Forty years after it first launched the humble pen, Luxor Writing Instruments is now aiming high.
Like most of its peers in the market, it is also looking at a premium script.
Last month, the Rs 150-crore (Rs 1.5 billion) Luxor introduced the complete international range of the French pen brand Waterman in India.
It is now rehauling its distribution and surveying new channels to reach out to an upper end consumer.
Unlike watches and cosmetics where a range of high priced brands have been coexisting, this is the first time that a premium pen is being launched.
At the US-based $2 billion Sanford Group, the makers of Waterman, pens start at Rs 2,000 (for the cheapest range) while its 18-carat gold limited edition pen retails at an eyepopping Rs 400,000.
Says Pooja Jain, director, Luxor, "These pens are aimed at not only the achievers but also those who aspire to achieve. The pricing is such that we cater not only to those who drive the Mercedes but also those who drive the Maruti and would like to upgrade to a Lancer."
But is there really a market for such pens in India? Jain admits that the maximum business will come from the Rs 5,000 to Rs 10,000 range, where Waterman offers five different collections.
The gold and the sterling silver range branded Man 100 retail between Rs 200,000 to Rs 400,000. Says Jain. "The top of the line collection is like the Maybach. Even if we sell one or two in a year, it is good."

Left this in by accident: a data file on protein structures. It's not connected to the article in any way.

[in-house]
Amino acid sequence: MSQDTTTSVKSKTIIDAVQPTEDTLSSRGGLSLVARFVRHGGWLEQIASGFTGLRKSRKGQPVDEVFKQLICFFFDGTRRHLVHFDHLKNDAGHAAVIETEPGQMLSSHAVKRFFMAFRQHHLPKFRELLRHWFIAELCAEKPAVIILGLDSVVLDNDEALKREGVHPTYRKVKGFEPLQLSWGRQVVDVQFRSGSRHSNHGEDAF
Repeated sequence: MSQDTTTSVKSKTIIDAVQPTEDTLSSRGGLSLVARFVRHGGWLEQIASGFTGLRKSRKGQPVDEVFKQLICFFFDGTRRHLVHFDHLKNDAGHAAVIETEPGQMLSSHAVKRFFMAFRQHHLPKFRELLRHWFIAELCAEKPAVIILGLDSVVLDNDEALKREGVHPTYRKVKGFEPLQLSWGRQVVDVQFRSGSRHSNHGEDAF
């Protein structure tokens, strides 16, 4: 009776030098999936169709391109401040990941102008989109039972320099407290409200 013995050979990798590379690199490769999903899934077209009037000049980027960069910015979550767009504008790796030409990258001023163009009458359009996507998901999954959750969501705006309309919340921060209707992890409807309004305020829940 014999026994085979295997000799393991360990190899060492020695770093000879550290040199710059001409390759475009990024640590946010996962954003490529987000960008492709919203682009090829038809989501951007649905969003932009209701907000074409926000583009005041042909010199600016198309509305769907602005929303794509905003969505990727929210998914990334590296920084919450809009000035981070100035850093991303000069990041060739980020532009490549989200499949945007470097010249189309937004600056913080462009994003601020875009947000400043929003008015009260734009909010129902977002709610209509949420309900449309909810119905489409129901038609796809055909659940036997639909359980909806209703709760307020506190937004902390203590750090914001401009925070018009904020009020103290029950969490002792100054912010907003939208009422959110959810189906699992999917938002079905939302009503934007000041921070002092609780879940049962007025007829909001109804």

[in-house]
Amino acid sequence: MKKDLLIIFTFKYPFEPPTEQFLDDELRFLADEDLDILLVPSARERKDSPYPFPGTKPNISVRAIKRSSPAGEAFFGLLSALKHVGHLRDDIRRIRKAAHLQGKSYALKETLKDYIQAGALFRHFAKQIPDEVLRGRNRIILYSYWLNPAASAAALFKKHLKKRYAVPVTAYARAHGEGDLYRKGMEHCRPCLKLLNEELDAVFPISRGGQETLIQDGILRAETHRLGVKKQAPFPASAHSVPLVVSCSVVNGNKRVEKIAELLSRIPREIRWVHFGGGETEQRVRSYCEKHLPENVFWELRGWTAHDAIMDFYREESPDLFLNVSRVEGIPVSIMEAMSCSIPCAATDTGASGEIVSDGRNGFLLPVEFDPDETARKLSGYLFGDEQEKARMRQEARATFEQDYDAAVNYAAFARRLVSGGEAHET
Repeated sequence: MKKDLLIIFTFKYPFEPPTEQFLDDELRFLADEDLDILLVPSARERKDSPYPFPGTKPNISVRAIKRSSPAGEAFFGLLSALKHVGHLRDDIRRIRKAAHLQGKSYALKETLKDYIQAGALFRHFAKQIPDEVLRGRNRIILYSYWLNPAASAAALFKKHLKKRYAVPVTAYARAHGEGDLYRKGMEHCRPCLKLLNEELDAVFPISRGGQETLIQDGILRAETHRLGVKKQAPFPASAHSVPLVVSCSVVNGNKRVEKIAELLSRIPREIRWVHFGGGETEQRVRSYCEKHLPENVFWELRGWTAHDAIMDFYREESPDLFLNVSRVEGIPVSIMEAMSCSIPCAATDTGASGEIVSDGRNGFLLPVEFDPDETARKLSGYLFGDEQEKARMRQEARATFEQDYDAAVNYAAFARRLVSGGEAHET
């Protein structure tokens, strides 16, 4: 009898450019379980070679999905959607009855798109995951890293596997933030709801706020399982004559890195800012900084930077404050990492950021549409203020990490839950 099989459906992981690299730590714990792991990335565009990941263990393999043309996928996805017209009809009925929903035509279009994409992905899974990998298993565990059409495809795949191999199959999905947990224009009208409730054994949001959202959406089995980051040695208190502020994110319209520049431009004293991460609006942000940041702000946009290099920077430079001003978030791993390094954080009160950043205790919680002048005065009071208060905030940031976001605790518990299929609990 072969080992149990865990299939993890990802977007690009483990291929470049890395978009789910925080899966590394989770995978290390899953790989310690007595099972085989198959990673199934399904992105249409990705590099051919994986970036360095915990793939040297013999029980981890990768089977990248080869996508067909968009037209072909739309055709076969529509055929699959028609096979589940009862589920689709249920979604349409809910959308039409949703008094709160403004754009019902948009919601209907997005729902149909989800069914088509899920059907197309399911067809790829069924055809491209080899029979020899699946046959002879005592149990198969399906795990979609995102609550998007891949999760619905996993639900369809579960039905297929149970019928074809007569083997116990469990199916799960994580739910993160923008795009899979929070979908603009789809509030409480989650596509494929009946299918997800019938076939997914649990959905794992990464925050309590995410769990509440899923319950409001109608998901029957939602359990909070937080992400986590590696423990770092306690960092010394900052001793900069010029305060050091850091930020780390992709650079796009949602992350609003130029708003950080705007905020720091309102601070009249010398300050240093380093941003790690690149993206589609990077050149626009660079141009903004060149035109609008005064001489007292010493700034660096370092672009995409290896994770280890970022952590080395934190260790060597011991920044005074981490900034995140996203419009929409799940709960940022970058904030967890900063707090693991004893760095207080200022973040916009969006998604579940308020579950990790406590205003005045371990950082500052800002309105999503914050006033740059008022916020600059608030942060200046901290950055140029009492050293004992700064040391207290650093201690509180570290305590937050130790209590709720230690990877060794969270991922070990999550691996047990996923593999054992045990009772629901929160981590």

This is a big move for Luxor, which has a 15 per cent market share and expects turnover to grow by 12 per cent to 15 per cent by this fiscal year.
Sanford first entered India in 1996, when it introduced the Parker brand. Three years later, it launched the Papermate. Today, nearly 40 per cent of Luxor's turnover comes from Parker.
The writing instruments market in India is estimated to be about Rs 1,400 crore (Rs 14 billion) while the luxury pen segment is less than one per cent. However, the market is estimated to grow and this is what Luxor is banking on.
Why? With growing disposable incomes, consumers are upgrading their purchases and luxury items are gradually finding their way into the shopping baskets of even upwardly mobile middle class consumers.
Says Jain, "We could have introduced the Waterman brand in 1996, but we did not think the timing was right. There were only a handful of Indian consumers who were luxury conscious, but now that number has grown substantially."
Luxor is hoping to sell between 7,000 and 8,000 pens in the first year of operations. Jain says that this will push turnover by an additional Rs 2.5 crore (Rs 25 million) to Rs 3 crore (Rs 30 million).
Of course, sales will be backed by heavy advertisng and Luxor plans to have an outlay of between 15 per cent to 20 per cent of sales.
There are plans of having ads in all the leading lifestyle magazines and also associate the brand with an art or fashion event.
Waterman will be made available in at least 10 outlets by the end of the year. These will include two more in Delhi and Mumbai and one outlet each in Bangalore, Chennai, Kolkata, Hyderabad and Ahmedabad.
And like most other premium products, the pens will be sold in multibrand high-end outlets, which also stock watches and accessories.